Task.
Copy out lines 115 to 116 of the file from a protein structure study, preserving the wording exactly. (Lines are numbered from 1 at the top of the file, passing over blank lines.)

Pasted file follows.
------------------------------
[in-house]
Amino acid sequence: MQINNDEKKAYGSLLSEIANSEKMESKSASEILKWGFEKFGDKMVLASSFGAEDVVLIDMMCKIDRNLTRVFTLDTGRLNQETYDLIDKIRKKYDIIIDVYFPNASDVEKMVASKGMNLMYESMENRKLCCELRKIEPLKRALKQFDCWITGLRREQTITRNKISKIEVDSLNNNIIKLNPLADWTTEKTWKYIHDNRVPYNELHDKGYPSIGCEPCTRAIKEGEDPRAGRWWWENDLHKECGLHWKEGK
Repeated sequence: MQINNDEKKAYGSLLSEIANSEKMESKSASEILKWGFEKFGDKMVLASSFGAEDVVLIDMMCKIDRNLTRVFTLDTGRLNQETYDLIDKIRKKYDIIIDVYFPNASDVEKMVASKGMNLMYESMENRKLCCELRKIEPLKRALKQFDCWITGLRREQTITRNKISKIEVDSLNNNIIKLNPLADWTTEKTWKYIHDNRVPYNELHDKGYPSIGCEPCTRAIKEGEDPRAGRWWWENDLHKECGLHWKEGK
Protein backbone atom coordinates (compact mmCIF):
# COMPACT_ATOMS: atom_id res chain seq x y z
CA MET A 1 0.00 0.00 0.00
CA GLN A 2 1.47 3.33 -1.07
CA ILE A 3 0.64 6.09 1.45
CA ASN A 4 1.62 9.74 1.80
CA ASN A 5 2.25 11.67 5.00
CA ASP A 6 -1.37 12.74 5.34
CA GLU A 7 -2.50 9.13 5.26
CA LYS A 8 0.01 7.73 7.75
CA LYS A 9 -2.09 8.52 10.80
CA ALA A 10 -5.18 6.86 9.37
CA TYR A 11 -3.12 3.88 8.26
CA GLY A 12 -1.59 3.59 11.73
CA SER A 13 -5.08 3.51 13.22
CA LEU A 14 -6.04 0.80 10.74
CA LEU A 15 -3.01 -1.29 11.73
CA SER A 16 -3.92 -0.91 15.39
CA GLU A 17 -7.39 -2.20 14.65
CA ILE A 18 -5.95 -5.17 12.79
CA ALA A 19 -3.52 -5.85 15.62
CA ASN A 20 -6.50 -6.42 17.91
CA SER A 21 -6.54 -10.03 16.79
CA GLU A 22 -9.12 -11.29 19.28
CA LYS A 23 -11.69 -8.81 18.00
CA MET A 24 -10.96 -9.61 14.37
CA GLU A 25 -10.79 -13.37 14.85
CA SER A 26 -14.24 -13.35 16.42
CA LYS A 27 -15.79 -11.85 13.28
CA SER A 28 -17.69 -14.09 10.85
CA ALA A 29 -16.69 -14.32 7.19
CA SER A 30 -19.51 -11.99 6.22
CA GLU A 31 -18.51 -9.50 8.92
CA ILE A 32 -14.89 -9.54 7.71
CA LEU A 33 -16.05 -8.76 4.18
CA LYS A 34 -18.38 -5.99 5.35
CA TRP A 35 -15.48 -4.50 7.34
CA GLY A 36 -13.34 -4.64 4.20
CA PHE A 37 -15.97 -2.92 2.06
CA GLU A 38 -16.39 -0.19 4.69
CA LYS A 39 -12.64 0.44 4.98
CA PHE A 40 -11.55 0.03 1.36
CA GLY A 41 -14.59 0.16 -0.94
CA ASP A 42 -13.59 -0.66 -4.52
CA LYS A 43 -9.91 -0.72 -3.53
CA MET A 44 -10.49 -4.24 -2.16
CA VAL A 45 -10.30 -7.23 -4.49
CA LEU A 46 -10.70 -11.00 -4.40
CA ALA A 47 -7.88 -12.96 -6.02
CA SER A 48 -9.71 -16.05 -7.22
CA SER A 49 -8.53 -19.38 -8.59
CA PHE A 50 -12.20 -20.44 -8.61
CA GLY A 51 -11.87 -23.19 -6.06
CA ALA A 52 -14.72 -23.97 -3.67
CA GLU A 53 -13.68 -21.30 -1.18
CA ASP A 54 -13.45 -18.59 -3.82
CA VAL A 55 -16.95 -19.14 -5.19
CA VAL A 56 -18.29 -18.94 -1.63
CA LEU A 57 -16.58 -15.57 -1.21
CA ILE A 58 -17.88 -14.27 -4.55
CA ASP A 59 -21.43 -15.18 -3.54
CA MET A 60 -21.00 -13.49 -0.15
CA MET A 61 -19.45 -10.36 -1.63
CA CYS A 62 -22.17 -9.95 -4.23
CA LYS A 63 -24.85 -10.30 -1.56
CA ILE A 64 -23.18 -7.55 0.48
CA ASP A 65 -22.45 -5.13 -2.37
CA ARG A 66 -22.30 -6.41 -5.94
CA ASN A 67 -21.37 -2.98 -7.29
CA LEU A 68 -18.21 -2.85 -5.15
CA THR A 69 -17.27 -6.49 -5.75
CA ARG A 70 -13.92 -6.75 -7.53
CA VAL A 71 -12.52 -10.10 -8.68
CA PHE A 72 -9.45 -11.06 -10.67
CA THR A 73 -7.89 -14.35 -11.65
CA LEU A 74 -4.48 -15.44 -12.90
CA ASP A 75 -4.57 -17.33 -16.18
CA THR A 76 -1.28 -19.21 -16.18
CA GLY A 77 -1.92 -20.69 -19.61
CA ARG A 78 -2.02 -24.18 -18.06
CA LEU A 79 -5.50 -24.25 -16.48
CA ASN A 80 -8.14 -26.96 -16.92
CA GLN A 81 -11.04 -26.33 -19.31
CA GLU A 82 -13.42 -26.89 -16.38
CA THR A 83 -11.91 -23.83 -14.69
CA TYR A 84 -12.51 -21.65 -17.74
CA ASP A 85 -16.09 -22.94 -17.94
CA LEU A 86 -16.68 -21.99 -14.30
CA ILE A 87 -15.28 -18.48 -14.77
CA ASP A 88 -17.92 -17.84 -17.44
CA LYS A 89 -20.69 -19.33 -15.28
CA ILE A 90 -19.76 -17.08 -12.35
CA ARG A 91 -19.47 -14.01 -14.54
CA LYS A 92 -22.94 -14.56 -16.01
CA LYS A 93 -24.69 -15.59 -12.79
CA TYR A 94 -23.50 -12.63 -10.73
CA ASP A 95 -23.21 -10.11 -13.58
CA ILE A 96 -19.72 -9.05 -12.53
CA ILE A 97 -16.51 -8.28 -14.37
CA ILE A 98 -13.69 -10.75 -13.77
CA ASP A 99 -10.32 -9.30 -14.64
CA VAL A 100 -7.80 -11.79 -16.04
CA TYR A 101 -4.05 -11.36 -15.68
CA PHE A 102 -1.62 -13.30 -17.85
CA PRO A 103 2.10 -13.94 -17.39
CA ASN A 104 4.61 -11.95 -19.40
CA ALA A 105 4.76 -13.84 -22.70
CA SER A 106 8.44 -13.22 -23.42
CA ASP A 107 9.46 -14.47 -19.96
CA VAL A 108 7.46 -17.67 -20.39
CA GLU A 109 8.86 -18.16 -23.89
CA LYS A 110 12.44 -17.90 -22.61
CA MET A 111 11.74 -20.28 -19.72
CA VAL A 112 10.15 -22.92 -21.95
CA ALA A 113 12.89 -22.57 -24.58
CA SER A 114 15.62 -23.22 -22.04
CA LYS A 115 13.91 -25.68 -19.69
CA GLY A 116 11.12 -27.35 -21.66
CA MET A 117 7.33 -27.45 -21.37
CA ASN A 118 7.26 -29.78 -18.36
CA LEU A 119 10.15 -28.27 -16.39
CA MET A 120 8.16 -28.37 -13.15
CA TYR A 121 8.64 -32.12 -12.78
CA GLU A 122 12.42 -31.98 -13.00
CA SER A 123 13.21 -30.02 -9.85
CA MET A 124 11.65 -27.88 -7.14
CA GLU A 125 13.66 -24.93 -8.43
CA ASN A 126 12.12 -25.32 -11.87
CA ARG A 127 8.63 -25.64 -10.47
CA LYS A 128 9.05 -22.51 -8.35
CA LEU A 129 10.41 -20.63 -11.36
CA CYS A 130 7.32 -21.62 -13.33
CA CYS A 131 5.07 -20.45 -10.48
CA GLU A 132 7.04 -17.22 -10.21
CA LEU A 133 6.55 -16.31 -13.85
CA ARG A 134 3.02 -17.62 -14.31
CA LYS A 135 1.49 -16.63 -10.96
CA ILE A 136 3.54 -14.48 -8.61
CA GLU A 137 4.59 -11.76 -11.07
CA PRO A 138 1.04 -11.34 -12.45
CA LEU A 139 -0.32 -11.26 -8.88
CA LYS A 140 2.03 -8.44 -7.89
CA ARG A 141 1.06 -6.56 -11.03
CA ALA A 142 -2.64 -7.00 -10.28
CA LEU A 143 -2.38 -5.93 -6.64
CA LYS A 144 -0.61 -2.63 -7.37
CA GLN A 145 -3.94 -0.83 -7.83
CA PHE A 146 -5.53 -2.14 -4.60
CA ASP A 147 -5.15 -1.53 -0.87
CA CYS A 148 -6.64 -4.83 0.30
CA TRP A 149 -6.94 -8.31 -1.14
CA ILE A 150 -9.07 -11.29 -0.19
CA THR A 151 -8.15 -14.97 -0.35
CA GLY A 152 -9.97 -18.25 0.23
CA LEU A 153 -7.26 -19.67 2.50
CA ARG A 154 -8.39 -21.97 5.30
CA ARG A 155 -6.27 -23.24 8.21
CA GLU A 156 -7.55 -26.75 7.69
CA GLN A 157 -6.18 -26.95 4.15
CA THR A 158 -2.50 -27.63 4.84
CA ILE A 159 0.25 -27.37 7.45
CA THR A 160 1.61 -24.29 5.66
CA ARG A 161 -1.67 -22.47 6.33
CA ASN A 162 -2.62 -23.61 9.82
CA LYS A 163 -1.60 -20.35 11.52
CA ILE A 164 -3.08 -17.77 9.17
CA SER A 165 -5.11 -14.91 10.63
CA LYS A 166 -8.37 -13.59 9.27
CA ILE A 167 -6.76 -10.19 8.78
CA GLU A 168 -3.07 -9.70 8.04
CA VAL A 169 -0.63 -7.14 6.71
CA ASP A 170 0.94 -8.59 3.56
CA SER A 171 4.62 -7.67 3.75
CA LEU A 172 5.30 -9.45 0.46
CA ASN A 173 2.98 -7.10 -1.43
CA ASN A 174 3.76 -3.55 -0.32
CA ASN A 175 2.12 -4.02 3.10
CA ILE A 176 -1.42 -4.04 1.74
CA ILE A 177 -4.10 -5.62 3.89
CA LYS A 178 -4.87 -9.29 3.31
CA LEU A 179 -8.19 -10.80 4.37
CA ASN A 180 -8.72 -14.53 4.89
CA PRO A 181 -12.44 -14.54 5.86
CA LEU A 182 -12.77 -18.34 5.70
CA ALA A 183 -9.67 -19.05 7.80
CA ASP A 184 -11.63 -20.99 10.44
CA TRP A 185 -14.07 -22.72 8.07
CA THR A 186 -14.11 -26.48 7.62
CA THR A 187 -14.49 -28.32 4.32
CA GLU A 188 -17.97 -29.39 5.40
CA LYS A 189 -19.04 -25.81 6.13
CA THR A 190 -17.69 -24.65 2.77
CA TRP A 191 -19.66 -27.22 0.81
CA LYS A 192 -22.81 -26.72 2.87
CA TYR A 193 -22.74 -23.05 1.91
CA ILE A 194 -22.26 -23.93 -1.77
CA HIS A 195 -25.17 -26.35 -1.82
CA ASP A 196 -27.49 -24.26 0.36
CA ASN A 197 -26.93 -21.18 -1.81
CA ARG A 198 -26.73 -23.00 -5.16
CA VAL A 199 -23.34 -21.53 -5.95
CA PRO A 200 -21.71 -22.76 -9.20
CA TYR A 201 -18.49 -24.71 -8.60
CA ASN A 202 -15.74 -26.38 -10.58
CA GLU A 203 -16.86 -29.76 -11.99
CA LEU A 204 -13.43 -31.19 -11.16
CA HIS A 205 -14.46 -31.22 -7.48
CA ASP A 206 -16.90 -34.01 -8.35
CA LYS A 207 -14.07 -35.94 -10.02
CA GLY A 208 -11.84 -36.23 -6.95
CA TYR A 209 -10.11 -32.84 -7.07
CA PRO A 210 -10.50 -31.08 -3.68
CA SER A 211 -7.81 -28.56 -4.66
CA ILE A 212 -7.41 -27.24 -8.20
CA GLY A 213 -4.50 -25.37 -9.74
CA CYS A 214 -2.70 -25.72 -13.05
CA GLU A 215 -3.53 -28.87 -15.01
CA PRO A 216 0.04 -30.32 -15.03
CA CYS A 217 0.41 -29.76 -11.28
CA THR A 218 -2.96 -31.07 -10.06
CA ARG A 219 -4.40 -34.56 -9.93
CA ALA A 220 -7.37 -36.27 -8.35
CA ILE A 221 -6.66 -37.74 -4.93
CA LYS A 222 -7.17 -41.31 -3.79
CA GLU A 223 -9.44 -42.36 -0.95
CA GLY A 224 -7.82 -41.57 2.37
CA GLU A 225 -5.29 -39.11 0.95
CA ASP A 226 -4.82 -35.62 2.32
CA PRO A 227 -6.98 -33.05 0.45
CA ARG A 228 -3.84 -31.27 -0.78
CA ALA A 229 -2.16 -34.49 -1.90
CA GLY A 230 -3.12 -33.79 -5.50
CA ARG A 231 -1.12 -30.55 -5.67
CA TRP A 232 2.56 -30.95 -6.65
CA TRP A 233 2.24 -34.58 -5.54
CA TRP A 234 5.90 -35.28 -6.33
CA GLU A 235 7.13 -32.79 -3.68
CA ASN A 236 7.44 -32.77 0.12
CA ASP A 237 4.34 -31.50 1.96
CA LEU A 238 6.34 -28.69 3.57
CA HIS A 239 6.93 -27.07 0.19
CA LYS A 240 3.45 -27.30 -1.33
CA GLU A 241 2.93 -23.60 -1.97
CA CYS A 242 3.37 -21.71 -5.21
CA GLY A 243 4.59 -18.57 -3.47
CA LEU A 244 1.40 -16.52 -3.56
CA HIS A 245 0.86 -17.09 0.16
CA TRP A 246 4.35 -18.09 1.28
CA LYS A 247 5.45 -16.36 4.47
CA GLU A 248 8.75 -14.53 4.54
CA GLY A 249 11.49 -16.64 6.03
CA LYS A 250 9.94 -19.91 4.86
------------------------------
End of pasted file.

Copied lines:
CA LYS A 110 12.44 -17.90 -22.61
CA MET A 111 11.74 -20.28 -19.72